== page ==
VIVIAN New Album 'Pressure Makes Diamonds'
Vivian’s album title contains a valuable truth. It takes physical pressure to produce diamonds, science tells us. What’s good enough for diamonds, one imagines, is also good for humans. In wanting what feels best for us, however, we try as best we can to avoid being under pressure. We want to live life at our own pace, without anyone pushing us forward faster than we’re willing to go. This is natural. Of course, such resistant behavior can oftentimes lead to unhealthy actions, such as procrastination. We may not like to admit this, but sometimes that unwanted pressure brings out the best in us.
The album’s title cut ends with the repeated phrase, “What are we waiting for?” It’s as if to suggest, pressure is necessary, whether we want it or not. Nobody can imagine a world without diamonds. They’re one of nature’s most beautiful creations. Similarly, much of the best humanity is created out of stressful, pressured circumstances. No pain, no gain, as the coach used to say.
Alana Rolfe and Timo Massa, from Fort Collins, CO, comprise the duo Vivian. This act has been compared to Portishead and The Cure, and one can certainly hear the electronic music influence of Portishead on this pair’s music. Rolfe is the voice of Vivian and sings its songs. Yes, much of this music can be dark and foreboding. However, one titled “Only Here” finds Rolfe singing with playfulness, over a bubbling electronic music arrangement. Indeed, this is fun music, and nicely adds variety to the overall impact of the album’s songs. It gets dark quick, however, with “Blood Rising,” the very next track. Its music is an ominous, semi-reggae groove. Rolfe sings this one in a low vocal register that brings Siouxsie Sioux to mind. Instrumentally, this recording also works in reggae dub elements, as well. Vivian returns to reggae-inspired sounds for “It Will Be Fine.” For this track, the duo creates a bass-heavy synth-pop exercise, which is quite appealing.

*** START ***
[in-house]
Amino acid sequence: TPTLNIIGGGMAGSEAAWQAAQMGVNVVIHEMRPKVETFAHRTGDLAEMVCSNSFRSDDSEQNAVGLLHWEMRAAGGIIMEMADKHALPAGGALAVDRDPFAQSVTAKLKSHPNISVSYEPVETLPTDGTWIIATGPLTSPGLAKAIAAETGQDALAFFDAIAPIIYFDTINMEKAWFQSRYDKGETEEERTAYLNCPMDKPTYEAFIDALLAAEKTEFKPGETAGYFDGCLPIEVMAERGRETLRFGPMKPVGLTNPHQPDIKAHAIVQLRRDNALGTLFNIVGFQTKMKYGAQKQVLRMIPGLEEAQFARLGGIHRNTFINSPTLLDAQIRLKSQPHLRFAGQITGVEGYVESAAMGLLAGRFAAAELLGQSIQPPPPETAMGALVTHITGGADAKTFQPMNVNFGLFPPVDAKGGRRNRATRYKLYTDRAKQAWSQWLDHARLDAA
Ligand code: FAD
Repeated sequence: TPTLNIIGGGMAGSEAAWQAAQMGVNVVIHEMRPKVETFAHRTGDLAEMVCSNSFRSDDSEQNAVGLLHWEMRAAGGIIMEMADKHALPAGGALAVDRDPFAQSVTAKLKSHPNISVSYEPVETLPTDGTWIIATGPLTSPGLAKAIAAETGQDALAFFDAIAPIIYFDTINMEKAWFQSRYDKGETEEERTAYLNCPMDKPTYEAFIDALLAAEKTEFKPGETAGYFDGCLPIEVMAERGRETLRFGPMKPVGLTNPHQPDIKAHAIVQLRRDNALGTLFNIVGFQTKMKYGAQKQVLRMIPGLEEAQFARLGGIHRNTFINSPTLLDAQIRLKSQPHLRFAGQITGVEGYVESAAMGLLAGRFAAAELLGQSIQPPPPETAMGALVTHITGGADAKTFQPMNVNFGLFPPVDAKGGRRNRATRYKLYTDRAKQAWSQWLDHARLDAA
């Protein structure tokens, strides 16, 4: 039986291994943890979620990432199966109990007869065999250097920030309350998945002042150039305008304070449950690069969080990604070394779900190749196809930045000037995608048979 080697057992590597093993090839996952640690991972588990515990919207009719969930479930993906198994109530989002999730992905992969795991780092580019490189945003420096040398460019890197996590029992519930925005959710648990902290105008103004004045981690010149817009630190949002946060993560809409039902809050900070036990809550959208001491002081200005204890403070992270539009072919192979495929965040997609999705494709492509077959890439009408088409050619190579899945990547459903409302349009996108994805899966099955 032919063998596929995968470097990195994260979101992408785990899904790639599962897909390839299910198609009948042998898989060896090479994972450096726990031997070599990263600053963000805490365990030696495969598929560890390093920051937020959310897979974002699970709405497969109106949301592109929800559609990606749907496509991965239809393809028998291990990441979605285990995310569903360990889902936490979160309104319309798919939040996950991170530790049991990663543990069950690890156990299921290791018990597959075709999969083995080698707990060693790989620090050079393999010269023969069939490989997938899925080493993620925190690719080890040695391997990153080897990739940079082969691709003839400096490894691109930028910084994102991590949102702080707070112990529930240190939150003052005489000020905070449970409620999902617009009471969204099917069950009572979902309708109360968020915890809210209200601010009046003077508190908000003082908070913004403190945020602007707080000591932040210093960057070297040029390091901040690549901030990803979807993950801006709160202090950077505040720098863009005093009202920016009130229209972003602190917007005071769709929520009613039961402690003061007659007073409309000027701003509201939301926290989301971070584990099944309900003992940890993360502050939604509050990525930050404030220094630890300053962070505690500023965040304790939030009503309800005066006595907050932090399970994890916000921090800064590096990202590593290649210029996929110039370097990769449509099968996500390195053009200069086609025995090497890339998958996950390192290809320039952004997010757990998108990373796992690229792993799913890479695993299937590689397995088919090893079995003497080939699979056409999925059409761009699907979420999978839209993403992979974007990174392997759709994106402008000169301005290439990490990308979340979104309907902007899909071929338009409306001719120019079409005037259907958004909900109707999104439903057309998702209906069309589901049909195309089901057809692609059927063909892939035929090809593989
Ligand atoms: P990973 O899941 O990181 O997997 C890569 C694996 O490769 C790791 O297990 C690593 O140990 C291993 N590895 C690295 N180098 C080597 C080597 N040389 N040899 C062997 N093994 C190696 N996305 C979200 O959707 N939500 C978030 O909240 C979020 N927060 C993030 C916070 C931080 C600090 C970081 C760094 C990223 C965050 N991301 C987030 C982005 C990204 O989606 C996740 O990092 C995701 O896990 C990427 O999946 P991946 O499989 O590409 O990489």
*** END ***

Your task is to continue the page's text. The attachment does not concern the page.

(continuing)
There’s plenty of sonic variety on this project, with further proof offered by “And Everybody Knows.” For this one, Rolfe returns to a relatively more lighthearted vocal. She sings this by incorporating high
notes. She truly has a wide vocal range. She can sound like a dangerous femme fatale one moment, then a sweet songbird the next. This gives Vivian plenty of sonic tools with which to work. Seemingly, whatever a song requires, Rolfe can deliver.
Although Vivian references the pressured, diamond creation process, the act still makes its music creation sound easy. The album closes with a soft one, “Stop My Heart.” Revealing yet another vocal personality, Rolfe sings this one with a light, breathy tone, over an enjoyable synth groove.
While not listing Eurythmics as an influence, it’s easy to spot comparable traits in both that British act and this American duo. Both are duos. Each features an expressive, flexible singer. These two also have eclectic musical taste, which leads to multiple styles of songs.
Vivian is a group to keep your eye on. These two artists clearly bring out the best in each other, making his is one sparkling album.